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Medical Physics Seminar – Monday, September 19, 2011

The optics of pathology: imaging and spectroscopic approaches toward detecting disease and tissue status

Steven L. Jacques, Ph.D., (guest of Dr. Michael Kissick)
Department of Dermatology and Biomedical Engineering, Oregon Health & Science University, Portland, Oregon, USA

Optical contrast in optical imaging can be based on a variety of mechanisms: absorption, fluorescence, Raman spectra, scattering properties, and mechanical movement. Blood offers a strong absorber for detection of pathology characterized by altered blood perfusion and/or oxygen utilization. Fluorescence and Raman spectra offer contrast on the basis of chemical composition. Staining, fluorescent tags, and fluorescent protein expression offer another approach toward using fluorescence to characterize cells/tissues. Motion can be a contrast mechanism, as in laser doppler detection of blood flow or interferometric imaging of vibration. My laboratory has concentrated on using scattering as a contrast agent. Scattering provides a label-free mechanism of contrast, and hence is especially attractive for clinical use. After introducing the various contrast mechanisms, the talk will discuss (1) a non-invasive confocal reflectance method for characterizing the nanoarchitecture of tissues, (2) a spectroscopic method of characterizing the size distribution of tissue nanoarchiteture, and (3) a noninvasive interferometric method for characterizing the structural status of the nucleus.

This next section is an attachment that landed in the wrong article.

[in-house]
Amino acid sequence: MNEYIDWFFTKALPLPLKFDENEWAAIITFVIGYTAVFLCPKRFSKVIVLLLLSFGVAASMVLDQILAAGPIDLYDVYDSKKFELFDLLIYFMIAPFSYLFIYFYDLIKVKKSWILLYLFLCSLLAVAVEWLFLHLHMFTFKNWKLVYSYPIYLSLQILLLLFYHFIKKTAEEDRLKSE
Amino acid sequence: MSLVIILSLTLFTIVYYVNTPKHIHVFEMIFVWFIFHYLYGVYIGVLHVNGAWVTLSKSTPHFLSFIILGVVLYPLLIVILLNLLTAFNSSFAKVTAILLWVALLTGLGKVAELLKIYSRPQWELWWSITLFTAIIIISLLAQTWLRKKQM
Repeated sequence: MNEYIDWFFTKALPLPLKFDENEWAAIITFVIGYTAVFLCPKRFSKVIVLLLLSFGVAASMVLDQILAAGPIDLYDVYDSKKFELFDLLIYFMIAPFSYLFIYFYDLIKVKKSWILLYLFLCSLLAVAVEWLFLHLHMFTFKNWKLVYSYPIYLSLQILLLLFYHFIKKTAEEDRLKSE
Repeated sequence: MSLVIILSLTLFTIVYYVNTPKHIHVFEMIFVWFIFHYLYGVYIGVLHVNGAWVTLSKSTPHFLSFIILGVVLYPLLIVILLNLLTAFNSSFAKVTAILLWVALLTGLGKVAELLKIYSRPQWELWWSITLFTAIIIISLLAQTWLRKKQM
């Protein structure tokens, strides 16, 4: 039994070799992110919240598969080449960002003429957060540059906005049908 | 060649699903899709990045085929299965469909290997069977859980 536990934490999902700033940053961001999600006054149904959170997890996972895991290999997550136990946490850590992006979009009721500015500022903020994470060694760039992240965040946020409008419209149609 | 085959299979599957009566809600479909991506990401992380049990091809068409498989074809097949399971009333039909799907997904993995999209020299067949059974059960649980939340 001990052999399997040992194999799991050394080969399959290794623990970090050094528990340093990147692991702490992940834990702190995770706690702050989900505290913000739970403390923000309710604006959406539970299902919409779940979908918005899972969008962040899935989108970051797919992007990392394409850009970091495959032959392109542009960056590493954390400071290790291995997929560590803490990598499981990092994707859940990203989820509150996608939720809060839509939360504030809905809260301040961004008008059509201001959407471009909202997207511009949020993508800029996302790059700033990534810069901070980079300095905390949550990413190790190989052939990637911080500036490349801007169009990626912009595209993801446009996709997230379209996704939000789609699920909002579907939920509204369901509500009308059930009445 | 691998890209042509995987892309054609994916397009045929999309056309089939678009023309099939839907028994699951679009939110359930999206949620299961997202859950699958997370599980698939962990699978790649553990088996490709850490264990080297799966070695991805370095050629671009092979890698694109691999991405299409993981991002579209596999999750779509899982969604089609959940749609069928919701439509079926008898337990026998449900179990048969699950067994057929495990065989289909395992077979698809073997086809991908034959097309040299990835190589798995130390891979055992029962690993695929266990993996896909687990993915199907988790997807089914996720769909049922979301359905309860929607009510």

Location: 1335 (HSLC) Health Sciences Learning Center, 750 Highland Avenue, Madison, WI 53705

Time: 4:00pm-5:00pm

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